Depuis que la Fed a (res)sorti le carnet de chèques pour sauver le géant de l'assurance AIG, le New York Times tire sur l'ambulance :

  • Need a Job? $17,000 an Hour. No Success Required (1)
  • The King Is Dead (2)
  • A New Role for the Fed: Investor of Last Resort (3)
  • For Wall Street, Greed Wasn’t Good Enough (4)
  • Abroad, Bailout Is Seen as a Free Market Detour (5)
  • As Fears Grow, Wall St. Titans See Shares Fall (6)
  • Stocks Slump as Investors Run to Safety (7)

Morceaux choisis :

Nicholas Kristof, en pleine forme, s'en prend au CEO de Lehman :

"Last year, Mr. Fuld earned about $45 million, according to the calculations of Equilar, an executive pay research company. That amounts to roughly $17,000 an hour to obliterate a firm. If you’re willing to drive a company into the ground for less, apply by calling Lehman Brothers at (212) 526-7000.

Oh, nevermind.

I’m delighted to announce that Mr. Fuld (who continues to lead Lehman since it entered bankruptcy proceedings this week) is the winner of my annual Michael Eisner Award for corporate rapacity and poor corporate governance. The award honors the pioneering achievements in this field of Mr. Eisner, the former Walt Disney chief."
"John McCain seems to think that the problem is that C.E.O.’s are greedy. Well, of course, they are. We’re all greedy. The real failure is one of corporate governance, which provides only the flimsiest oversight to curb the greed of executives like Mr. Fuld."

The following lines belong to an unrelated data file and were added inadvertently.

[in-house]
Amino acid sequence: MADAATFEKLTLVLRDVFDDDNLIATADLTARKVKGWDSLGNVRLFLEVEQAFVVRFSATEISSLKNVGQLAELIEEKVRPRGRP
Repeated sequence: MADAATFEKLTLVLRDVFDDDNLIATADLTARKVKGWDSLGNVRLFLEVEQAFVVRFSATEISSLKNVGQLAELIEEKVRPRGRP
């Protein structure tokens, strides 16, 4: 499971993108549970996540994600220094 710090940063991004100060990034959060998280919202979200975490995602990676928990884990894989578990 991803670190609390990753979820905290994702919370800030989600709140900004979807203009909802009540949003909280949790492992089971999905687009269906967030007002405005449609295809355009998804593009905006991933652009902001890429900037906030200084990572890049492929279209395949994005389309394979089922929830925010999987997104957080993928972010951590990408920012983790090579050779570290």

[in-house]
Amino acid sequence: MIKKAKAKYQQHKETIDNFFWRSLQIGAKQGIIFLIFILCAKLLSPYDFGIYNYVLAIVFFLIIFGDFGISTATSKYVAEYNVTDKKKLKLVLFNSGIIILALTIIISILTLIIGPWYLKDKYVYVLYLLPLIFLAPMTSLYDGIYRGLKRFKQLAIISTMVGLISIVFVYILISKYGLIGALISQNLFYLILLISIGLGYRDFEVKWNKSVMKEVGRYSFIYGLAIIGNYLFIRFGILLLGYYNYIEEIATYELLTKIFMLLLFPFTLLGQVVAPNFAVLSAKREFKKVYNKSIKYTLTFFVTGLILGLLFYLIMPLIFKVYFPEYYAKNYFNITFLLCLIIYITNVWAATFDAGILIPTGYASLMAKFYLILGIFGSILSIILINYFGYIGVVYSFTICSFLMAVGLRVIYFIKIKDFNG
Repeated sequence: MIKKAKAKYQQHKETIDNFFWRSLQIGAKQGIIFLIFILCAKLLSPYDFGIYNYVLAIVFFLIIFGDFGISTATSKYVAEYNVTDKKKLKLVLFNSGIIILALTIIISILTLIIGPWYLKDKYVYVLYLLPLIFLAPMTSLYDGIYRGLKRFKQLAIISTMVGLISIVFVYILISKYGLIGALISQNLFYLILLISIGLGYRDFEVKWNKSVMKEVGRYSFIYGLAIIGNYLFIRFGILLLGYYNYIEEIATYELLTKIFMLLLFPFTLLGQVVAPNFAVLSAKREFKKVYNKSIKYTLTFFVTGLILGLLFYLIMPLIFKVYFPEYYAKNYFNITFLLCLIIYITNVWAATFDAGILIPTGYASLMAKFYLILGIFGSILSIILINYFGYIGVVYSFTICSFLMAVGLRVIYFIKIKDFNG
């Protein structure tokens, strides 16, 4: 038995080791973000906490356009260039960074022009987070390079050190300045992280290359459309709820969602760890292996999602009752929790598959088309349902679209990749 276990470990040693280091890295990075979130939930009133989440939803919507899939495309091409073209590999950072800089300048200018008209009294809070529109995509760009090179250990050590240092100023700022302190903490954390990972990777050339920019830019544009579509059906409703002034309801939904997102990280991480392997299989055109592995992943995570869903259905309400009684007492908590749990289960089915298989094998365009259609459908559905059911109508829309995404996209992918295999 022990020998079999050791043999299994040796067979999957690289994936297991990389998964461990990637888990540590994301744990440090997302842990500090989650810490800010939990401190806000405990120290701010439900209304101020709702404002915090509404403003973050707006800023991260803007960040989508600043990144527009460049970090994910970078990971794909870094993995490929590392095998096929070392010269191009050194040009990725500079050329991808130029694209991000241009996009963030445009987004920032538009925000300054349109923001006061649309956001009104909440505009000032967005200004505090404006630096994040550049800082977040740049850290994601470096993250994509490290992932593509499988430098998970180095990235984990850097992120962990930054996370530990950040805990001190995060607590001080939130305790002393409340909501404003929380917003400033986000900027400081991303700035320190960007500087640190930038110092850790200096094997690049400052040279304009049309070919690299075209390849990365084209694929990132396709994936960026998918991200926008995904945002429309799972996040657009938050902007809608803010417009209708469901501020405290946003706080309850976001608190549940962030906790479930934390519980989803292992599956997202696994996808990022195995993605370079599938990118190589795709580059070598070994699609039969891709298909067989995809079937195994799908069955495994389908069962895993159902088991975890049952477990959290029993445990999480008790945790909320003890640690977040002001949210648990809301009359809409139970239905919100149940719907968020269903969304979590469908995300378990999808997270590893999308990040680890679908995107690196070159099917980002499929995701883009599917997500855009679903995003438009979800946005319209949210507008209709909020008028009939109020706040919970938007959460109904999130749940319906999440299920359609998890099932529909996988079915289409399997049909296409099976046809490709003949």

Roger Cohen :

"When I taught a journalism course at Princeton a couple of years ago, I was captivated by the bright, curious minds in my class. But when I asked students what they wanted to do, the overwhelming answer was: “Oh, I guess I’ll end up in i-banking.”

It was not that they loved investment banking, or thought their purring brains would be best deployed on Wall Street poring over a balance sheet, it was the money and the fact everyone else was doing it."

Paul Wilmott, après avoir comparé la situation actuelle à un cancer qui métastase, puis fait allusion à Hamlet, répond comme un écho à N. Kristof :

"Greed makes the world go around; it makes people take risks that ultimately lead to economic or scientific advances. But the greedy must also face the consequences of taking those risks."

Nelson Schwartz s'interroge sur la crédibilité du discours libéral après cet épisode :

"In parts of Asia, the bailouts stirred bitter memories of the different approach the United States and the International Monetary Fund adopted during the economic crises there a decade ago.

When the I.M.F. pledged $20 billion to help South Korea survive the Asian financial crisis of the late 1990s, one of the conditions it imposed was that the Korean government allow ailing banks and other companies to collapse rather than bail them out, recalled Yung Chul Park, a professor of economics at Korea University in Seoul, who was deeply involved in the negotiations with the I.M.F."